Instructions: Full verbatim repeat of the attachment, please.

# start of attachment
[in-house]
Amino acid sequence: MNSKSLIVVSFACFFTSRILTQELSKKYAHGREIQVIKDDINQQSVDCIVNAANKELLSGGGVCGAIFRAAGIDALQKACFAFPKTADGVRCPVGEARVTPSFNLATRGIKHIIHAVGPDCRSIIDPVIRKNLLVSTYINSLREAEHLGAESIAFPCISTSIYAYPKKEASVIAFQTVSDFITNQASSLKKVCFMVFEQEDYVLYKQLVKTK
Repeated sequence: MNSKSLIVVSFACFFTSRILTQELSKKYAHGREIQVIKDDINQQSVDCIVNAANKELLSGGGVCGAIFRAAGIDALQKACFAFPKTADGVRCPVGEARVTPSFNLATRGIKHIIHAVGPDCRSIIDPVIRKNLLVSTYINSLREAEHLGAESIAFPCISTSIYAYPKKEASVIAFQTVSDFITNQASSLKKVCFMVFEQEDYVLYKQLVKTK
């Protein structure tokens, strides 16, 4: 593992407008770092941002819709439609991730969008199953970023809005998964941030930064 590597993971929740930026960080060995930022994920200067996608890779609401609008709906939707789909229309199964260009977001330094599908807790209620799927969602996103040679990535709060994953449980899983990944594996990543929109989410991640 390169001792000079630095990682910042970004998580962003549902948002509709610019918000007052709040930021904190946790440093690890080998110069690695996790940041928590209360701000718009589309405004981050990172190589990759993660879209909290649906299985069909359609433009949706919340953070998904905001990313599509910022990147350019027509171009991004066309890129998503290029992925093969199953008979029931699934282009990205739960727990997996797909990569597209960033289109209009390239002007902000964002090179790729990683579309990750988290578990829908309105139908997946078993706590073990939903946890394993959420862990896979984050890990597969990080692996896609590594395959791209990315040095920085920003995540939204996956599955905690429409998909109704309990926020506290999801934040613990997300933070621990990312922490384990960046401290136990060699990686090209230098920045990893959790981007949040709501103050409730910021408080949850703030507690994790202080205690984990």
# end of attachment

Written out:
[in-house]
Amino acid sequence: MNSKSLIVVSFACFFTSRILTQELSKKYAHGREIQVIKDDINQQSVDCIVNAANKELLSGGGVCGAIFRAAGIDALQKACFAFPKTADGVRCPVGEARVTPSFNLATRGIKHIIHAVGPDCRSIIDPVIRKNLLVSTYINSLREAEHLGAESIAFPCISTSIYAYPKKEASVIAFQTVSDFITNQASSLKKVCFMVFEQEDYVLYKQLVKTK
Repeated sequence: MNSKSLIVVSFACFFTSRILTQELSKKYAHGREIQVIKDDINQQSVDCIVNAANKELLSGGGVCGAIFRAAGIDALQKACFAFPKTADGVRCPVGEARVTPSFNLATRGIKHIIHAVGPDCRSIIDPVIRKNLLVSTYINSLREAEHLGAESIAFPCISTSIYAYPKKEASVIAFQTVSDFITNQASSLKKVCFMVFEQEDYVLYKQLVKTK
């Protein structure tokens, strides 16, 4: 593992407008770092941002819709439609991730969008199953970023809005998964941030930064 590597993971929740930026960080060995930022994920200067996608890779609401609008709906939707789909229309199964260009977001330094599908807790209620799927969602996103040679990535709060994953449980899983990944594996990543929109989410991640 390169001792000079630095990682910042970004998580962003549902948002509709610019918000007052709040930021904190946790440093690890080998110069690695996790940041928590209360701000718009589309405004981050990172190589990759993660879209909290649906299985069909359609433009949706919340953070998904905001990313599509910022990147350019027509171009991004066309890129998503290029992925093969199953008979029931699934282009990205739960727990997996797909990569597209960033289109209009390239002007902000964002090179790729990683579309990750988290578990829908309105139908997946078993706590073990939903946890394993959420862990896979984050890990597969990080692996896609590594395959791209990315040095920085920003995540939204996956599955905690429409998909109704309990926020506290999801934040613990997300933070621990990312922490384990960046401290136990060699990686090209230098920045990893959790981007949040709501103050409730910021408080949850703030507690994790202080205690984990």